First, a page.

To determine whether providing individualized predictions of health outcomes to men on active surveillance (AS) alleviates cancer-related anxiety and improves risk understanding.
We consecutively recruited men from our large, institutional AS program before (n=36) and after (n=31) implementation of a risk prediction tool. Men in both groups were surveyed before and after their regular visits to assess their perceived cancer control, biopsy-specific anxiety, and burden from cancer-related information. We compared pre-/post-visit differences between men who were and were not shown the tool using two-sample t-tests. Satisfaction with and understanding of the predictions were elicited from men in the intervention period.
Men reported a relatively high level of cancer control at baseline. Men who were not shown the tool saw a 6.3 point increase (scaled from 0 to 100) in their perceived cancer control from before to after their visit whereas men who were shown the tool saw a 12.8 point increase, indicating a statistically significant difference between groups (p=0.04). Biopsy-specific anxiety and burden from cancer information was not significantly different between groups. Men were satisfied with the tool and demonstrated moderate understanding.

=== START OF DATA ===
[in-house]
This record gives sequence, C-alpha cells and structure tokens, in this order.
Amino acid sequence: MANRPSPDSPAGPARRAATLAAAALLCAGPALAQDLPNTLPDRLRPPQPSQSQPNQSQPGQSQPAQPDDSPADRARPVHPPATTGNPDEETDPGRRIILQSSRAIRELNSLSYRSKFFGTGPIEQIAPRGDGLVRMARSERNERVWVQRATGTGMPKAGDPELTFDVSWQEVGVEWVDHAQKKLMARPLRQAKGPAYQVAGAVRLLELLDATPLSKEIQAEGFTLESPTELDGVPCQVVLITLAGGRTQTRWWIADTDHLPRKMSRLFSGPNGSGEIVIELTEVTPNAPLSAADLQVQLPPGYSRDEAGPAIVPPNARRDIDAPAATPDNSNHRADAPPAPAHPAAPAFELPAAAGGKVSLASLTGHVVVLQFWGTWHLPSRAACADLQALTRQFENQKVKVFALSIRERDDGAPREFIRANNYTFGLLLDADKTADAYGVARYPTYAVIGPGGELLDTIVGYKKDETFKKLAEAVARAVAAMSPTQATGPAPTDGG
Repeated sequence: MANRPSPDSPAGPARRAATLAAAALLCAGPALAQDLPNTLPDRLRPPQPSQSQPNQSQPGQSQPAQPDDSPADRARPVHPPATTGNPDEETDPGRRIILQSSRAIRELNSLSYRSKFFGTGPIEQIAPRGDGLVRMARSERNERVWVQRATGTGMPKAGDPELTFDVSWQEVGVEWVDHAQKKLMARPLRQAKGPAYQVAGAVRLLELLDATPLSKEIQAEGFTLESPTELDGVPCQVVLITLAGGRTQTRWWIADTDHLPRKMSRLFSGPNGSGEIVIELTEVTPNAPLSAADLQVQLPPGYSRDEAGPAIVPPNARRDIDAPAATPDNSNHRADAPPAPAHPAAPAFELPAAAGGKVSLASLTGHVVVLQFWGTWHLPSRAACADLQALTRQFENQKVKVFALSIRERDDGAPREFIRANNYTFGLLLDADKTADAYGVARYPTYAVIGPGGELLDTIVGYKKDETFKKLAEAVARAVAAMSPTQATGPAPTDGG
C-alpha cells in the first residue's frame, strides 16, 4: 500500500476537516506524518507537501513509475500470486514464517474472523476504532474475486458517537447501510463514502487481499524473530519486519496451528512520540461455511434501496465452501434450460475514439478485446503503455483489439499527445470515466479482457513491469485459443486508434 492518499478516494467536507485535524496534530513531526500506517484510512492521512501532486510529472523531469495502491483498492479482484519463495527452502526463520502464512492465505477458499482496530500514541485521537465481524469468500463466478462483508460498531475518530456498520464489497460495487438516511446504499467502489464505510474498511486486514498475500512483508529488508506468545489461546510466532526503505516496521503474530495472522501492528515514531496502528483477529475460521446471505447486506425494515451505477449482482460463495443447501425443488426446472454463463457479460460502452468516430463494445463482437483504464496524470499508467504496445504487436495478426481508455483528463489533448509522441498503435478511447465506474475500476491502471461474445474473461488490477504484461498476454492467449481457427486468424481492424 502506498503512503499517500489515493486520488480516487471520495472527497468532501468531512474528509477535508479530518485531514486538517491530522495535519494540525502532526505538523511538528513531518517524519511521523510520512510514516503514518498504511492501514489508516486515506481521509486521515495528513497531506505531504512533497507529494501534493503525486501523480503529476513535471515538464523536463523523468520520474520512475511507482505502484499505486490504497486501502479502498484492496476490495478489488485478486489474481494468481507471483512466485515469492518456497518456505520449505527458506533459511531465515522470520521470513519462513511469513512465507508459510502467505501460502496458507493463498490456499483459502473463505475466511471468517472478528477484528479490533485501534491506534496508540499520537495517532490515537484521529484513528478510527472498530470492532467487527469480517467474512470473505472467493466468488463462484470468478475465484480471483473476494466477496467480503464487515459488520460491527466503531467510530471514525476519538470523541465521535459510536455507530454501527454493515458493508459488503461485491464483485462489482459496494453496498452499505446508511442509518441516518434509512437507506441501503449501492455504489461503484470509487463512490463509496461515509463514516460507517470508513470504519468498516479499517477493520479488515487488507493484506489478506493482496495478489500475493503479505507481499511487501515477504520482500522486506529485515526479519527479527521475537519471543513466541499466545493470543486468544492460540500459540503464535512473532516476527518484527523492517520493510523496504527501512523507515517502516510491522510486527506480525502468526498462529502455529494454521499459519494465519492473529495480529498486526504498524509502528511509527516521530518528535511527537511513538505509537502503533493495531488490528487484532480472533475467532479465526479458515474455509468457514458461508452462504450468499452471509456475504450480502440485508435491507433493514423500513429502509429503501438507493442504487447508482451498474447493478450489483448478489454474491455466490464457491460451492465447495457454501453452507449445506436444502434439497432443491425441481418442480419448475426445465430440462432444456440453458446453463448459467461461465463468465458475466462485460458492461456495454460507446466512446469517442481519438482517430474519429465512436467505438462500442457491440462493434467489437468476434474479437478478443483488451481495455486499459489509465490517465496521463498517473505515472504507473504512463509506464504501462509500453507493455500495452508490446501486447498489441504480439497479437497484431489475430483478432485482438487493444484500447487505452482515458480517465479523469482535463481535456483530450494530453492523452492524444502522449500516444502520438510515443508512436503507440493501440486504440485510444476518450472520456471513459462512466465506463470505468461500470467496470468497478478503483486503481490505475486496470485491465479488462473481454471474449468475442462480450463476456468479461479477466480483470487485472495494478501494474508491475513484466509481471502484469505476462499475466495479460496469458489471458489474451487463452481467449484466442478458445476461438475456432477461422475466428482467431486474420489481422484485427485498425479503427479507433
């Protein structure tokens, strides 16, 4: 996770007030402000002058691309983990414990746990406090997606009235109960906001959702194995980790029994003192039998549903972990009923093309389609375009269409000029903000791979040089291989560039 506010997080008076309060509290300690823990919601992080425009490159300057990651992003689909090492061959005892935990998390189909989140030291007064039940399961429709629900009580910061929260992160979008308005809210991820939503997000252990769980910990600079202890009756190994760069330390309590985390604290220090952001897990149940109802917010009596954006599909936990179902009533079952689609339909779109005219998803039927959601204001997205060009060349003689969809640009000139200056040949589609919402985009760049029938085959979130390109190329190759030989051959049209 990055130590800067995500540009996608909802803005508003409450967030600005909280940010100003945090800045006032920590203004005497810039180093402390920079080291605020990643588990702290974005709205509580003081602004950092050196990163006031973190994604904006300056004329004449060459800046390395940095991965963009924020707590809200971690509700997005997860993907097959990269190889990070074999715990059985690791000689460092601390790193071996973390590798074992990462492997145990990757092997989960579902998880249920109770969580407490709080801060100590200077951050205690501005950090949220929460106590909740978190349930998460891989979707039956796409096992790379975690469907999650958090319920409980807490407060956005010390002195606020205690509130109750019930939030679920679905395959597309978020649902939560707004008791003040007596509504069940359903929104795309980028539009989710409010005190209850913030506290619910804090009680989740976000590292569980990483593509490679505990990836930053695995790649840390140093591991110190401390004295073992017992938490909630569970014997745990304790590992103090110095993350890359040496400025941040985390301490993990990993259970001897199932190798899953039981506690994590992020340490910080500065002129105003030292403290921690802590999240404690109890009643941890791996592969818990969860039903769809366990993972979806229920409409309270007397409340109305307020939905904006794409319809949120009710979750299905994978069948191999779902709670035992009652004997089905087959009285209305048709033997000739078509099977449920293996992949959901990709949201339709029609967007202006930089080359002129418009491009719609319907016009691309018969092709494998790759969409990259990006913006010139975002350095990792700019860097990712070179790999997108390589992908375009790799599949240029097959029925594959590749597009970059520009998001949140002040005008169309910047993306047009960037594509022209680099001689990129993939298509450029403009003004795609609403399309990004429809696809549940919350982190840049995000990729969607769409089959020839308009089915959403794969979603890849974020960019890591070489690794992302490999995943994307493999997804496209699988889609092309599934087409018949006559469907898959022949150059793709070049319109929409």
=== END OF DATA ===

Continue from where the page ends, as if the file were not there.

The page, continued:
Providing individualized predictions to men on AS helps them better understand their cancer risk and should be considered at other clinical sites.
Urology. 2018 Aug 29 [Epub ahead of print]
Joseph H Huntley, Rebecca Y Coley, H Ballentine Carter, Archana Radhakrishnan, Melinda Krakow, Craig E Pollack
Department of Medicine, Johns Hopkins School of Medicine, Baltimore, MD, USA. Electronic address: ., Kaiser Permanente Washington Health Research Institute, Seattle, WA, USA. Electronic address: ., Department of Urology, The James Buchanan Brady Urological Institute, Johns Hopkins School of Medicine, Baltimore, MD, USA. Electronic address: ., Department of Internal Medicine, University of Michigan Medical School, Ann Arbor, MI, USA. Electronic address: ., National Cancer Institute, National Institutes of Health, Bethesda, MD, USA. Electronic address: ., Department of Medicine, Johns Hopkins School of Medicine, Baltimore, MD, USA. Electronic address: .